Low back pain continues to be one of the leading causes of disability and burden on healthcare resources worldwide. It is amongst the top three causes of healthcare costs in the USA and accounts for one in six visits to emergency departments in Australia, despite most cases being deemed as non-serious. The new reality of the potential for COVID patients to overwhelm our hospitals in a short space of time has highlighted existing inefficiencies that need to change drastically.
Even with better knowledge around best practice for low back pain treatment over the last decade, low value care such as imaging (Xrays and CT scans), inpatient admission and the use of opioids continues to be the main treatment options for people once they reach hospital. The treatment given will vary considerably by what time of day a patient arrives, their age or how they arrived. Admission to an inpatient ward is twice as likely if a patient arrives during working hours, and three times as likely if they arrive by ambulance and unnecessary imaging is twice as likely to be given to patients aged over 65 years.
Non-serious back pain, formerly known as non-specific back pain, accounts for 95% of back pain episodes. Some of these episodes may involve stress or inflammation to structures such as spinal discs, joints, ligaments and muscles. Pressure on nerves that is due to an inflammatory reaction, rather than a mechanical impingement, also comes under this category and often results in referred, or radicular, pain. Serious back pain is rare. This is usually described as damage to nerves or the spinal cord that may not be reversible unless treated urgently, or tumours and fractures. For non-serious back pain, heavy painkillers such as opioids (codeine, endone etc) have no greater effect than over the counter anti-inflammatories. Opioid use, imaging and hospital admission are strongly associated with poorer outcomes over the short and long-term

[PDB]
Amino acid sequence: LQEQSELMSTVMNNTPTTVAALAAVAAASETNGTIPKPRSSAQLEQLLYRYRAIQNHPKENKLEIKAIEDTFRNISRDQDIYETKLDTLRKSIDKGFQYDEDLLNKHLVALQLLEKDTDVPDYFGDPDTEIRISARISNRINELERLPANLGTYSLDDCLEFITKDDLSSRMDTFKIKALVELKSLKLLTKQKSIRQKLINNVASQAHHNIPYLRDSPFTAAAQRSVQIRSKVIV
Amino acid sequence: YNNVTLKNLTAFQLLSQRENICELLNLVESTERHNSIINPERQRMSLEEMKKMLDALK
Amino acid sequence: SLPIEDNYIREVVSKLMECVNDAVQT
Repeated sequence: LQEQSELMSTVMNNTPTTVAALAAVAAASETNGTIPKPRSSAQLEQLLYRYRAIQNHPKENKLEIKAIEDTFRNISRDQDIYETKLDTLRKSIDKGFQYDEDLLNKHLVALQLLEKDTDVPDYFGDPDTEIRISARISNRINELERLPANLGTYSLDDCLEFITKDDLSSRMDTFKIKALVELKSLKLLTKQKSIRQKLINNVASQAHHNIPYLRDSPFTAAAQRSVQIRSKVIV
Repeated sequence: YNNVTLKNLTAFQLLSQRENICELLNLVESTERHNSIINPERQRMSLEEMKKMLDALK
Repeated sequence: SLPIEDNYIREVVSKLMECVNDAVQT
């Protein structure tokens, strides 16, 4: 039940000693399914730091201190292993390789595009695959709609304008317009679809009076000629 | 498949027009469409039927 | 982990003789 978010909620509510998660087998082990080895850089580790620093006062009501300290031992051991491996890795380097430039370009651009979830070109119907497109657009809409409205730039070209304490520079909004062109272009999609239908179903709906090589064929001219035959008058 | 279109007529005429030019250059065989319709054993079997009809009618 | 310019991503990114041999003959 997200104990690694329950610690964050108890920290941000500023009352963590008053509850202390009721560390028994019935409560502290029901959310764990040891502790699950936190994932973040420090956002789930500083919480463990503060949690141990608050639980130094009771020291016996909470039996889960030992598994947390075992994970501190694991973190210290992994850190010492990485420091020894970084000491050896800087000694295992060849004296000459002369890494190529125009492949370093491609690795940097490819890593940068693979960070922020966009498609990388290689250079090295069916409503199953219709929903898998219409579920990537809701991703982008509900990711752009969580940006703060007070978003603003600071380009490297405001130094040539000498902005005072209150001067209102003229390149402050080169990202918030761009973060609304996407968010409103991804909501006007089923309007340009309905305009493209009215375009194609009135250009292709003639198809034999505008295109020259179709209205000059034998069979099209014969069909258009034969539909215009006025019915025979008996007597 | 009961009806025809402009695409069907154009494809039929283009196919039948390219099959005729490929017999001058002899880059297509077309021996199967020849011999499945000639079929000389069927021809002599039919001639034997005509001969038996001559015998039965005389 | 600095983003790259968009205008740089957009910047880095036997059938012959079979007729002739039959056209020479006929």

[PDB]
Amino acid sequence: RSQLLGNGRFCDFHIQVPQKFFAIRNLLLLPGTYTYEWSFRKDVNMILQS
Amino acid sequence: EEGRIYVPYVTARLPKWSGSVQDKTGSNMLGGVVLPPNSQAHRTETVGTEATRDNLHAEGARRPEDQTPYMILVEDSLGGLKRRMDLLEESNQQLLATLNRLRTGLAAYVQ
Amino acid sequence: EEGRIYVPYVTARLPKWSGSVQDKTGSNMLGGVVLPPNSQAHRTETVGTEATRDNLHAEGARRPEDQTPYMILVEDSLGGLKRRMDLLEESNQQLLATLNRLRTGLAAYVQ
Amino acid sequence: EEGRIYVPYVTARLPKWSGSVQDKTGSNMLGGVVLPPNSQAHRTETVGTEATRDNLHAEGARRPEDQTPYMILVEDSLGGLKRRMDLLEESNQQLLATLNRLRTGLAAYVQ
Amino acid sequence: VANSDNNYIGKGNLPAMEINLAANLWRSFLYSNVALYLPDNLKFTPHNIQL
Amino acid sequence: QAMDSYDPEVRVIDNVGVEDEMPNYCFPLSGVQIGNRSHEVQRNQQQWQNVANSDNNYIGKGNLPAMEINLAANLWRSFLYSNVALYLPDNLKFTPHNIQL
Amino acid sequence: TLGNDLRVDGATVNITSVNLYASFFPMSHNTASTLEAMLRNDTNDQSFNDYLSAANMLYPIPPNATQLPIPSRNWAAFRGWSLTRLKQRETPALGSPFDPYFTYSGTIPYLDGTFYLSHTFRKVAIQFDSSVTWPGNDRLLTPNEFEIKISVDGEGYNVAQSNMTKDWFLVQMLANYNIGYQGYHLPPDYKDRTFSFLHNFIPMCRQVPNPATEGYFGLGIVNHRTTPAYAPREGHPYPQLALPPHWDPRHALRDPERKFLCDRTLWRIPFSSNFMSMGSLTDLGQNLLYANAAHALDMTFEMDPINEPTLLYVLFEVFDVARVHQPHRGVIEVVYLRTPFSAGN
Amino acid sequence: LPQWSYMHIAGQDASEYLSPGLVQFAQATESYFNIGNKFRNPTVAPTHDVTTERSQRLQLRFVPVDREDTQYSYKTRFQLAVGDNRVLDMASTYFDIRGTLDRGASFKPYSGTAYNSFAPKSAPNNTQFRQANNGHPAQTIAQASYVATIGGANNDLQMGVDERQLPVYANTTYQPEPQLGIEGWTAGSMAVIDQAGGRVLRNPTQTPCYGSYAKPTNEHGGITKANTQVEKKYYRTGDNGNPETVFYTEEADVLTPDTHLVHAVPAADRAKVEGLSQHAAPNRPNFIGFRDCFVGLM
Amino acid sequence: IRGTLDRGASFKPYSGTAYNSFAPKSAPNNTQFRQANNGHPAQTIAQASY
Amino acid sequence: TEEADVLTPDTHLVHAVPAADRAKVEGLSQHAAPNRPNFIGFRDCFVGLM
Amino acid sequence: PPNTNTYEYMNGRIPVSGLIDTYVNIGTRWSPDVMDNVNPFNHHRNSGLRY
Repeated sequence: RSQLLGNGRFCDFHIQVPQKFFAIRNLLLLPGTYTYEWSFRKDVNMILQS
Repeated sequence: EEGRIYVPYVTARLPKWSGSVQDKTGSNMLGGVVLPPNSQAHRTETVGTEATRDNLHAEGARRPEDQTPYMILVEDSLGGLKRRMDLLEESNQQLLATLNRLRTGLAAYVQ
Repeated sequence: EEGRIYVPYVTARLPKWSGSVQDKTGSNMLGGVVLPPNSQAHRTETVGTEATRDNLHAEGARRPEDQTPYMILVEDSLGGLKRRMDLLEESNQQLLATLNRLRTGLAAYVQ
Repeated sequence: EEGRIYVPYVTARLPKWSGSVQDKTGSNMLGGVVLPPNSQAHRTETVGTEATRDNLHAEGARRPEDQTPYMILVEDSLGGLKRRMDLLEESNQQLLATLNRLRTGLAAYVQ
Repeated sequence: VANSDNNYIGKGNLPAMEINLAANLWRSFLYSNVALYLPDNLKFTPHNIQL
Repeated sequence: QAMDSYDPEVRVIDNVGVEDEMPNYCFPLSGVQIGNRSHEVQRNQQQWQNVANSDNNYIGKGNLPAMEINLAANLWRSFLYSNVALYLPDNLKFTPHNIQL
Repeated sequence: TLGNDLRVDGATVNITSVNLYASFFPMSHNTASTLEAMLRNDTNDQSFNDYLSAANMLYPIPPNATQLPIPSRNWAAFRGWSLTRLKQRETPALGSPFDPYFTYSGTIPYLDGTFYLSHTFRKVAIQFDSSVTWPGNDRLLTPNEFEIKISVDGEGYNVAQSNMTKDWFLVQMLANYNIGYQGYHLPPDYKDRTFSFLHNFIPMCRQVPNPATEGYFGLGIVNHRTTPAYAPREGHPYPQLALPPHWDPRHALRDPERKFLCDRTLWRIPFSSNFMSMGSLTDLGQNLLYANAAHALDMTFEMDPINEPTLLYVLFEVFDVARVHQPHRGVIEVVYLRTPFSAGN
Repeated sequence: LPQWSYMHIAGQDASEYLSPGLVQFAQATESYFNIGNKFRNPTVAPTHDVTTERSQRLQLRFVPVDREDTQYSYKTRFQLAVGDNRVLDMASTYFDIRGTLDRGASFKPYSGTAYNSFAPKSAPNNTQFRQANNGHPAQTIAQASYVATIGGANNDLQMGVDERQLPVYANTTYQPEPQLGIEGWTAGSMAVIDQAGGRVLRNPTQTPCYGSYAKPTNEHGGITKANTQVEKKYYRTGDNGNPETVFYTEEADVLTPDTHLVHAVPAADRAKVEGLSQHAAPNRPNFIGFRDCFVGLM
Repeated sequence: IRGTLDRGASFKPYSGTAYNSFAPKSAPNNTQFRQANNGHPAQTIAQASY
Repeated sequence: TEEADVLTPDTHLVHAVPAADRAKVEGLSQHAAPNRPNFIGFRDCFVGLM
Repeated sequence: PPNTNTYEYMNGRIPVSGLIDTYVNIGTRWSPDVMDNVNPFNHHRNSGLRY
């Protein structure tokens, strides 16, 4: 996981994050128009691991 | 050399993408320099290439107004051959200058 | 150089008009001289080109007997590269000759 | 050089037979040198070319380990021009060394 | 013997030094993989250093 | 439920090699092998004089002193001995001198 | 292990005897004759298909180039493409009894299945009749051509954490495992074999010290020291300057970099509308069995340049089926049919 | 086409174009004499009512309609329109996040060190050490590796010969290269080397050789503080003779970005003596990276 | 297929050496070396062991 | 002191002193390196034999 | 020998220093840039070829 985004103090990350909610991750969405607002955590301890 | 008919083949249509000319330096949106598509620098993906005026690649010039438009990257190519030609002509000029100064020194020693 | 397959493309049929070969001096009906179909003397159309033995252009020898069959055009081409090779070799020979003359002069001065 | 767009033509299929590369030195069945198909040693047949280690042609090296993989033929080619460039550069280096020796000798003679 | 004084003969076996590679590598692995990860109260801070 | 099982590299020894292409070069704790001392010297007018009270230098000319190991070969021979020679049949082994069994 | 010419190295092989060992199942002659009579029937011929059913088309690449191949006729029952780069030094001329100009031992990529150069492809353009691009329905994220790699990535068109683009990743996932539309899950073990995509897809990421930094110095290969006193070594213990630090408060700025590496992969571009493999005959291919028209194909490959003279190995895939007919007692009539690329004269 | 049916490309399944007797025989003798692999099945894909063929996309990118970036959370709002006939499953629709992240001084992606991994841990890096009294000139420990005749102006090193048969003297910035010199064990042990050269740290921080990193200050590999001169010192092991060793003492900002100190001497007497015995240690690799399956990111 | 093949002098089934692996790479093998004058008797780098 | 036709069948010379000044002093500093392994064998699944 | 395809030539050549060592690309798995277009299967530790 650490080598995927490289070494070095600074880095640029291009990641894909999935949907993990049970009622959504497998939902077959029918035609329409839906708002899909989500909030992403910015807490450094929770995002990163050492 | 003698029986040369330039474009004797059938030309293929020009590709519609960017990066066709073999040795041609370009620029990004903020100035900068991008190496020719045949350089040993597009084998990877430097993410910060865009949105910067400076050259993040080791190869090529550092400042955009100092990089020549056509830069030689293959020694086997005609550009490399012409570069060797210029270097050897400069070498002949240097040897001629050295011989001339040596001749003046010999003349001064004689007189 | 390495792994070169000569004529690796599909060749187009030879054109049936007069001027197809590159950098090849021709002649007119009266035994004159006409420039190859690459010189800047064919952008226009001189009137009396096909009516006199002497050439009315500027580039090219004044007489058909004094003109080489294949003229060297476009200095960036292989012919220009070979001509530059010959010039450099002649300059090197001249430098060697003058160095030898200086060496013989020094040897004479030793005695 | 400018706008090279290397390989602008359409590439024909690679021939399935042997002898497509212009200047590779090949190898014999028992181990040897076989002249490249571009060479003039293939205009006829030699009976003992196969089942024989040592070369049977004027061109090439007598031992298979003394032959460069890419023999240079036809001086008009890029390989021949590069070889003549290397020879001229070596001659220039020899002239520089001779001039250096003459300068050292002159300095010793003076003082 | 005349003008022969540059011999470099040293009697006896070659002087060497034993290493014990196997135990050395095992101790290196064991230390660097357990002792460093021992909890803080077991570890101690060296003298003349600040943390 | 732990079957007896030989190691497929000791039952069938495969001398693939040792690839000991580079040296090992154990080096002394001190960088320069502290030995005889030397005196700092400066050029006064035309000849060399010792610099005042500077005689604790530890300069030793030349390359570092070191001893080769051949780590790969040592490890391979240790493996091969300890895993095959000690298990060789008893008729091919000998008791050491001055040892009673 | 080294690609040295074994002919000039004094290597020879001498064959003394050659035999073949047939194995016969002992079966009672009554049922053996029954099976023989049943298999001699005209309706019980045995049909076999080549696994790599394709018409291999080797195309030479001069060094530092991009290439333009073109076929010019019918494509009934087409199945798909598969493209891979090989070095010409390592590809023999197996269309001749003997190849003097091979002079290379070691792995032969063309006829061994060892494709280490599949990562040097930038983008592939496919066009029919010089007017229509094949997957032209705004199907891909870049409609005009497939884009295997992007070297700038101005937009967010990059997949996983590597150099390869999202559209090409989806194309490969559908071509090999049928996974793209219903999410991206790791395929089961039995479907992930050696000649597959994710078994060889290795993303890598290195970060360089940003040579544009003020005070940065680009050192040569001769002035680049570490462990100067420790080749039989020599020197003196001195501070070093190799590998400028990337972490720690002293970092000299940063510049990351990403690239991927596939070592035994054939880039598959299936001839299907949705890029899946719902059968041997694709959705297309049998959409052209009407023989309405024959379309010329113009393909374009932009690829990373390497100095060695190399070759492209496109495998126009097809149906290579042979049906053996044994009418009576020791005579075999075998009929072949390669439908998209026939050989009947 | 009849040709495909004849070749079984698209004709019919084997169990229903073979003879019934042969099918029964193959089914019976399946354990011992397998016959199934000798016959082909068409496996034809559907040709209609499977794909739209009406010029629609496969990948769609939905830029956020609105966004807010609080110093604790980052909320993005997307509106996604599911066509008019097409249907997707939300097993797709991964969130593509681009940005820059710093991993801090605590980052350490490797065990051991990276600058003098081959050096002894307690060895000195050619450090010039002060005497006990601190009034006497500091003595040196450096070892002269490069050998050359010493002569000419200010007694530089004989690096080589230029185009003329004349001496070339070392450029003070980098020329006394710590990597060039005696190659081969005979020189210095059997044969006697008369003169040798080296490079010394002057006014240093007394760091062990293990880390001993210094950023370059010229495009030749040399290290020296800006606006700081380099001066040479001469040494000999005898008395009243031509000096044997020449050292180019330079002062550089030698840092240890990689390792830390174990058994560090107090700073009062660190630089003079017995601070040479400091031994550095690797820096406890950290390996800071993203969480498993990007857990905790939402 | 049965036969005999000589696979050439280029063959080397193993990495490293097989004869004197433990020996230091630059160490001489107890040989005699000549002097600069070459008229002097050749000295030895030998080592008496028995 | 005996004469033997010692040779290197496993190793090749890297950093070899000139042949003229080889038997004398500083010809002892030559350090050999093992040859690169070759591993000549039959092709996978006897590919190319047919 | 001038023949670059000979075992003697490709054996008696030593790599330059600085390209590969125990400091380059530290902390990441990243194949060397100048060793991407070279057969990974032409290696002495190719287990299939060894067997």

So what is best practice or high value care for low back pain? The answers are relatively simple: exercise, weight loss, reduced stress and a healthy diet. Imagine going to hospital and being told that? A large part of the problem lies in our expectations of what treatment should involve and who should administer the treatment. The expectation is often that if you are in pain, a doctor should be able to treat it. The truth is for back pain, it is much easier to prevent in the first place, and the responsibility for that lies with the individual.
As the costs of public health care continue to rise, we all need to take more personal responsibility for our own health if we want to continue to enjoy world-class access to hospital care for serious conditions. So if you are starting to feel a bit of a niggle in your back, get off the recliner, do some exercise, consume less sugars and alcohol and visit your physiotherapist to get you through when you are sore and keep you moving in between.